Wednesday, March 28, 2012

Financial Markets Versus The Real World

Joe Duarte at the blog http://www.financialsense.com/ has written an essay pointing out the lack of any sense of impending disaster in the financial markets when we, in the real world see plenty of signs of disasters in the making. To my mind this is what collapse looks like, gradual disintegration at an increasingly rapid pace. However the realisation that collapse is imminent only appears close to the very end. Hence the changes occur and suddenly they seem to be upon us. Who knows? Perhaps the extend and pretend madness of the post -2008 world can continue for decades to come...

What it all amounts to is that little is being accomplished and that the current cycle is going to be in place for some time in the future.

Yes, if Israel attacks Iran the world will notice. Markets will move. And other unpredictable circumstances will unfold. North Korea remains unpredictable. And Spain, Portugal, and other countries in Europe are still insolvent, nearly insolvent, or on their way to being insolvent. And yes, the U.S. debt crisis continues to climb. Gasoline prices are skyrocketing. And the U.S. election is getting stranger by the minute.

None of that matters to the markets right now, though, because the world is currently built upon a giant mountain of paper money created out of thin air. And the public has little idea about that. There are still a lot of people out there that think that money is backed by something, if they bother to think about it at all. Many just go about their business day by day doing the best that they can and don't have the time or interest to worry about the macro issues or the minutiae about where money comes from, or if the economic data being put out by governments is the truth. Many just don't care. And that's why governments and big trading firms get away with their actions and mostly escape unscathed. Too few people understand how the world works.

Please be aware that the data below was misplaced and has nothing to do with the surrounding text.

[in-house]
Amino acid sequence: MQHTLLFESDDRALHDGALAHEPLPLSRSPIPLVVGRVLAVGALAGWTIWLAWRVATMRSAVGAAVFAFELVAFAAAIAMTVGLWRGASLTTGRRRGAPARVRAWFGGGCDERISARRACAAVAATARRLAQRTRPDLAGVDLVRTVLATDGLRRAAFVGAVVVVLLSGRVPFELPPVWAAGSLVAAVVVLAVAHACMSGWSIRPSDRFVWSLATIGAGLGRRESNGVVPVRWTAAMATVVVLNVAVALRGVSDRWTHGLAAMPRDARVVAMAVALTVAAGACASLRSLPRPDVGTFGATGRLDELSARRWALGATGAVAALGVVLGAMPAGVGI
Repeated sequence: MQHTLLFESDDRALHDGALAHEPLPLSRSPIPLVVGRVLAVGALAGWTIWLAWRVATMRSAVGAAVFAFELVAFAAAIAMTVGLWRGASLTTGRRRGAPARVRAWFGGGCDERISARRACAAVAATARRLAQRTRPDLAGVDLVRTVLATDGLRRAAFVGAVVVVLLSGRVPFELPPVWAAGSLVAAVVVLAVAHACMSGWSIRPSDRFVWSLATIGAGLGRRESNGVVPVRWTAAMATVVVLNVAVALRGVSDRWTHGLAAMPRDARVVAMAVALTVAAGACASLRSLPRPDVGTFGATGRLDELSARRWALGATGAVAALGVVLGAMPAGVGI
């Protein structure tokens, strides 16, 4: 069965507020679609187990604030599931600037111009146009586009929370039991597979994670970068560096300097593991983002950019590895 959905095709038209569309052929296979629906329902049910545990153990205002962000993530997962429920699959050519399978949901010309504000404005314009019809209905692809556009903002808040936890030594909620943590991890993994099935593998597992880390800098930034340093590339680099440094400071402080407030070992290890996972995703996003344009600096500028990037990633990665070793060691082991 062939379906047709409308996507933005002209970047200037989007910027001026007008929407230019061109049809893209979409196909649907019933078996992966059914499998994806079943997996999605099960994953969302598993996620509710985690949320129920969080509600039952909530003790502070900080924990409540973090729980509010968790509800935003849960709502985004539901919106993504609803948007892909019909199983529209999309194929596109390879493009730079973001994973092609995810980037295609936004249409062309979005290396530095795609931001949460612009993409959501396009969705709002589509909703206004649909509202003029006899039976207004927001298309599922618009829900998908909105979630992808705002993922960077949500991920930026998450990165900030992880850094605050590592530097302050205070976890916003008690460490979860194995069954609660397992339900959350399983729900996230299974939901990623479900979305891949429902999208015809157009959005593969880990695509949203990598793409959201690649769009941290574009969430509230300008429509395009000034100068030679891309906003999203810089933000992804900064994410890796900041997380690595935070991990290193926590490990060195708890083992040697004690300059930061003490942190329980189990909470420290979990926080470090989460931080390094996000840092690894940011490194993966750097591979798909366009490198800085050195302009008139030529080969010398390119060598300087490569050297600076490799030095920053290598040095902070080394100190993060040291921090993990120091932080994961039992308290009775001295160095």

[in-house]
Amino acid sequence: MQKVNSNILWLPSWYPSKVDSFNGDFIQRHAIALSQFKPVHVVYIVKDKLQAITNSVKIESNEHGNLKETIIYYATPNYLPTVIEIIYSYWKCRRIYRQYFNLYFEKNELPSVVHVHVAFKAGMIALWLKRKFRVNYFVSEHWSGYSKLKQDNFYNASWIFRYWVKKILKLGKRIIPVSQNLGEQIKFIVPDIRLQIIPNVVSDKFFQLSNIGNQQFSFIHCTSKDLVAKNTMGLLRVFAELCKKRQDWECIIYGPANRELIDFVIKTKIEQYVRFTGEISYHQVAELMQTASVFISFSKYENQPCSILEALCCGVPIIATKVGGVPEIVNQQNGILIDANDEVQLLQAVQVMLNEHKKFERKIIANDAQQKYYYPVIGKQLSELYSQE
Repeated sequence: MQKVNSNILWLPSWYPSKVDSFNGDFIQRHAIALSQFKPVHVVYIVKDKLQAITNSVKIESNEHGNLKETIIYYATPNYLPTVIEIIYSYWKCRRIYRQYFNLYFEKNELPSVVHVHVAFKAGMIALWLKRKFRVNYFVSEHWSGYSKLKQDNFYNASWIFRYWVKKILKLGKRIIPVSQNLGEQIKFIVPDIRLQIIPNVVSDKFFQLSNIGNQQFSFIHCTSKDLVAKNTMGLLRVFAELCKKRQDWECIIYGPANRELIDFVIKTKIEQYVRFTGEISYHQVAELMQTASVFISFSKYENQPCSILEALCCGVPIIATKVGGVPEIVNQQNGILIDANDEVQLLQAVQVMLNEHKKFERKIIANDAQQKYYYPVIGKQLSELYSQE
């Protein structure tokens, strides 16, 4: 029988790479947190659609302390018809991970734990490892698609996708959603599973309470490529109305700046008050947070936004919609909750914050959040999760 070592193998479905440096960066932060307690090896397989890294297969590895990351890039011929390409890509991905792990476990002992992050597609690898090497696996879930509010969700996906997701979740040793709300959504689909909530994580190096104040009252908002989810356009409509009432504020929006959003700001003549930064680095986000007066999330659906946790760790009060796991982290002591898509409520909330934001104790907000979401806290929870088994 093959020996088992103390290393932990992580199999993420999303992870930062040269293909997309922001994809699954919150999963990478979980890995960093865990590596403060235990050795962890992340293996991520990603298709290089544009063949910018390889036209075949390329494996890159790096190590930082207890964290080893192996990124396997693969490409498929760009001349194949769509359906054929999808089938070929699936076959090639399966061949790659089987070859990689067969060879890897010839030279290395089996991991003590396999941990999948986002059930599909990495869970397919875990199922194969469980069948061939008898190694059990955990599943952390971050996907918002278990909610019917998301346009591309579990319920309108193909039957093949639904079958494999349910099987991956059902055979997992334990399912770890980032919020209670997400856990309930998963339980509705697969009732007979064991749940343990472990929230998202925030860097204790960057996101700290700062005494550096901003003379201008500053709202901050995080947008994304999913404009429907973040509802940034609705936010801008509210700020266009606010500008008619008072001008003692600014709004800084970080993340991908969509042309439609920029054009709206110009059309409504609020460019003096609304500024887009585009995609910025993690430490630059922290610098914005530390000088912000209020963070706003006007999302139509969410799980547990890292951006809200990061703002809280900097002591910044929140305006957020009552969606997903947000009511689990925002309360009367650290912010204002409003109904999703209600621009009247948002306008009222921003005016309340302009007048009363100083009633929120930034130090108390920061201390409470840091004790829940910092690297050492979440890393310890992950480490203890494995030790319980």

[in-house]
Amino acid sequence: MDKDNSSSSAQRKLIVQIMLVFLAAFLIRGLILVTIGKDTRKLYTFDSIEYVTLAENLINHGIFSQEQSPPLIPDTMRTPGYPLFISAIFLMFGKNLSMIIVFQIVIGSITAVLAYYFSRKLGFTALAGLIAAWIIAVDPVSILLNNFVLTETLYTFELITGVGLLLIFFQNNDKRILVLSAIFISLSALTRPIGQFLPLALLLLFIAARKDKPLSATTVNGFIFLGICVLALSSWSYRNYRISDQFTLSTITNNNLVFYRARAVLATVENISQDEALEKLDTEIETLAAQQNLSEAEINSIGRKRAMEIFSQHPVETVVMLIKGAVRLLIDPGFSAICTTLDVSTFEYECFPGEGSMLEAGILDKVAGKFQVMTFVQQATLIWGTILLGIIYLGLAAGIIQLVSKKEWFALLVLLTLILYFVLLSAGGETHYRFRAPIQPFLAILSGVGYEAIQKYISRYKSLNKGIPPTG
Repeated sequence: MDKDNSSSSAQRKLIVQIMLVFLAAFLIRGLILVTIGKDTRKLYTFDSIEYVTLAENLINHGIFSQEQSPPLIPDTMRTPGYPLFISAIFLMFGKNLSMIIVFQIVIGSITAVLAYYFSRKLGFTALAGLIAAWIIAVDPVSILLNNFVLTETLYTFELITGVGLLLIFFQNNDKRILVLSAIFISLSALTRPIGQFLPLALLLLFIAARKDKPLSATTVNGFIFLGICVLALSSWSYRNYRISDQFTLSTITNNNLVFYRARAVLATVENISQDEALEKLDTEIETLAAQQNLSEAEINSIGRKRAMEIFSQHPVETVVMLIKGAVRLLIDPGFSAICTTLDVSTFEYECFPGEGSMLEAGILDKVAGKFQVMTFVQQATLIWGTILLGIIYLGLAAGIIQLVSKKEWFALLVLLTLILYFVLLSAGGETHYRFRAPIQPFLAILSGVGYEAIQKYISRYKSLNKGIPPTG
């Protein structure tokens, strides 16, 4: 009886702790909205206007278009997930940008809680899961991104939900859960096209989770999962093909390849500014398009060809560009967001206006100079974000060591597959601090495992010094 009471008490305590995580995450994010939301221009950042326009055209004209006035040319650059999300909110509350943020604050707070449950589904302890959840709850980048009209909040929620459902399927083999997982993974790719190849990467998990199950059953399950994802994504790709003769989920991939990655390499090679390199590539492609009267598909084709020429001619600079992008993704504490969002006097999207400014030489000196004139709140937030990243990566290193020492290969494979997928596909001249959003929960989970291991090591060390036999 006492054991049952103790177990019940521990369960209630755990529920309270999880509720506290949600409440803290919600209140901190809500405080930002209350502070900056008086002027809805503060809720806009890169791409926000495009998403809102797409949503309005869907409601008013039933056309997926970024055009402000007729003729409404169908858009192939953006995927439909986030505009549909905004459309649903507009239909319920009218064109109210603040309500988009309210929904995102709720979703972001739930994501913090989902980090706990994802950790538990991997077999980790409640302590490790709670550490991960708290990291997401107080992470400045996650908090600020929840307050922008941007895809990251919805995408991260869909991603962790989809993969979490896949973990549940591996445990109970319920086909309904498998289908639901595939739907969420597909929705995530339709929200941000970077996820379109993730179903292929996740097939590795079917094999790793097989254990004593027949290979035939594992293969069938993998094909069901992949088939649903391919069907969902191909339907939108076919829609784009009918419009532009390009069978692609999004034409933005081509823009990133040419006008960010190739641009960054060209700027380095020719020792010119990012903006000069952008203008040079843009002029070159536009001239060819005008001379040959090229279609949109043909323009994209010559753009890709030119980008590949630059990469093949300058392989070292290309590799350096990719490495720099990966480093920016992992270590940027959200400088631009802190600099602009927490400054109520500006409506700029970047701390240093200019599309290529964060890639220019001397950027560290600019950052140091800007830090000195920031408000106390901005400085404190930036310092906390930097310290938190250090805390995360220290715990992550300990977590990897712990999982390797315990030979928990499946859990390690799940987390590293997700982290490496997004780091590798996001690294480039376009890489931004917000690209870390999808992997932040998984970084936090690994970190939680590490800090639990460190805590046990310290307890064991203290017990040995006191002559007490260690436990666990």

But our point isn't to go down a laundry list of what we know. It's not to wax philosophically, although it seems that way in this column. It's to see if there is something lurking out there that no one has thought about, the inevitable Black Swan, or dare we say it White Knight event.

What is troubling to us is the complete disconnect between what was once thought to be right and wrong and what is being bandied about as modernity. More distressing is the notion that modernity has a certain inevitability about it, an unstoppable momentum that can't be stopped, like a freight train that is running headlong along a track that never ends.

If modernity is about technological advance, that's fine. But if it means that crimes against people, groups, and countries can be committed in the name of "progress," there is something wrong with that. And no one seems to be paying attention that central tenet. Nothing is inevitable, except death and taxes. Even the latter is more questionable is there is political Disorder, which could be one of the many potential outcomes of the so called inevitability of modernity.

In other words, modernity without morals, responsibility, and common sense is a prelude to a dark future where anything goes, and where anything that goes is more violent, depraved and without concience as it's aided by technological advance.

What does this have to do with the markets? Nothing and everything, with inevitability being the common link. Think of the current market as one in which a correction has been predicted, including by yours truly, for some time. Yet, it hasn't come. And the market has climbed to new highs.